Unlike Joseph Young, precedent did not favor Smith. In fact, the NCAA’s decision seems to fly in the face of recent decisions by the institution. In June, sticking to the letter of the law, the NCAA denied a Seasons of Competition waiver to Old Dominion’s Donte Hill. Hill, who transferred to ODU from Clemson following his freshman season, had appeared for Clemson in an NCAA-sanctioned, in-season scrimmage against Georgia in the fall of 2010, his sophomore season. He played eight minutes. Days later, Hill announced he was transferring. After sitting out for a season as a transfer, Hill was classified by ODU as a sophomore in 2011-12 and as a junior last season. The NCAA was not fooled, and Hill was forced to submit a waiver requesting an additional year of eligibility. Under NCAA bylaw, “any competition, regardless of time, during a season in an intercollegiate sport shall be counted as a season of competition in that sport.” The NCAA denied Hill’s waiver, stating that his eight-minute appearance in a scrimmage counted as an entire year of eligibility.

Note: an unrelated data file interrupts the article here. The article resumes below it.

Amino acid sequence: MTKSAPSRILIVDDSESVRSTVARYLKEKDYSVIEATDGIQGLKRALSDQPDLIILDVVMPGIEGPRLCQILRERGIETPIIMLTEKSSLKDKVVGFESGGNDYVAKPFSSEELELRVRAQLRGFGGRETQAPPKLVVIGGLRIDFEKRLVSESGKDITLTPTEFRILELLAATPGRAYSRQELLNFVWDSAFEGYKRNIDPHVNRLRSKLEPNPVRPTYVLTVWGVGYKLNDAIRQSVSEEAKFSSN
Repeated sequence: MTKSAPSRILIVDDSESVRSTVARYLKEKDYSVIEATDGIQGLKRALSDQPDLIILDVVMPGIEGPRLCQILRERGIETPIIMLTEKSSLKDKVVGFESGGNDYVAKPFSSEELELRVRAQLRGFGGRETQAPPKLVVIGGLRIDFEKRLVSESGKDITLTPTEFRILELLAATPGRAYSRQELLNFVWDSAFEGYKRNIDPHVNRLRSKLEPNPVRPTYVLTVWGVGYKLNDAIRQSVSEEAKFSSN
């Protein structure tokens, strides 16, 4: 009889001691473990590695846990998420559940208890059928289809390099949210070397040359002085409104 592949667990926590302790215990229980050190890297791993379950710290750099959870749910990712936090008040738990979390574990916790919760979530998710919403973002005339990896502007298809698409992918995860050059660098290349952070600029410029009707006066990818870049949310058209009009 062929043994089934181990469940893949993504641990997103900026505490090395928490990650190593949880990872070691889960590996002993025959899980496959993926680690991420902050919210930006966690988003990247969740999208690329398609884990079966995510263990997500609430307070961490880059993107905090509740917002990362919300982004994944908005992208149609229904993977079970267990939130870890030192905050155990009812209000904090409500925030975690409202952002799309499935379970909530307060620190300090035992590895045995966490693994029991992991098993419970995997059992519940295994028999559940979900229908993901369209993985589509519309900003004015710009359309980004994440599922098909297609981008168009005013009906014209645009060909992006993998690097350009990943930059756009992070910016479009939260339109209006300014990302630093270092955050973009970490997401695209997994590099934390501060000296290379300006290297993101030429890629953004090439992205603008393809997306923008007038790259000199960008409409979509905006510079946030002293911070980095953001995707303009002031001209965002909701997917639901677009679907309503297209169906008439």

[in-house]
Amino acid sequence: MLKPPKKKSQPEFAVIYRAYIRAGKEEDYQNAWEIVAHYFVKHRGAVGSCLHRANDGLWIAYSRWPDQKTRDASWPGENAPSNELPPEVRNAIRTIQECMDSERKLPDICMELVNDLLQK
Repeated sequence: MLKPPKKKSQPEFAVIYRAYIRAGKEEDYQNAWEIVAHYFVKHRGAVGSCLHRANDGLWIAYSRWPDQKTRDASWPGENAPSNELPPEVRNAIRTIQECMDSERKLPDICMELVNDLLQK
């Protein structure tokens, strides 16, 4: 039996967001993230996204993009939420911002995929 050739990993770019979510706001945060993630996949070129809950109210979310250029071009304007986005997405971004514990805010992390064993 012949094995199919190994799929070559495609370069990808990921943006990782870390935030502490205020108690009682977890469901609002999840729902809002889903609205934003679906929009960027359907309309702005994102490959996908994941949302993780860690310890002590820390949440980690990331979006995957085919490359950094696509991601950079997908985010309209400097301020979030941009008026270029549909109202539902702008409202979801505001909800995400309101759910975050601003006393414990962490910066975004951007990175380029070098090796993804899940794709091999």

While the NCAA has granted Seasons of Competition waivers in exceptional cases (i.e. the players who left Rutgers amid the Mike Rice scandal were granted waivers), Smith’s case seems to contradict the NCAA’s hard line when it comes to enforcing its bylaws. Yet, according to NCAA spokesperson Chris Radford, “the decision was based on the totality of circumstances and well-being of the student-athlete.” No other details or explanation could be provided due to “student-athlete privacy.”

This is not the first nor will it be the last time the NCAA acted with curious inconsistency. However, neither Young nor Smith will complain. Smith, in particular, should provide a huge boost to a depleted Hoyas’ front line. Smith, who weighed 350 pounds when he arrived at Georgetown last winter, is down to around 310 points on his 6-foot-10 frame. Given his gifts and his exceptional landing spot – the Hoyas have a history of getting the best out of their front court –Smith ranks 95th overall on RotoWire’s big board and as one of the top 15 centers in the NCAA. As such, if either Smith or Young can guide fantasy teams to titles this season, their owners should be sending a thank you note to the NCAA.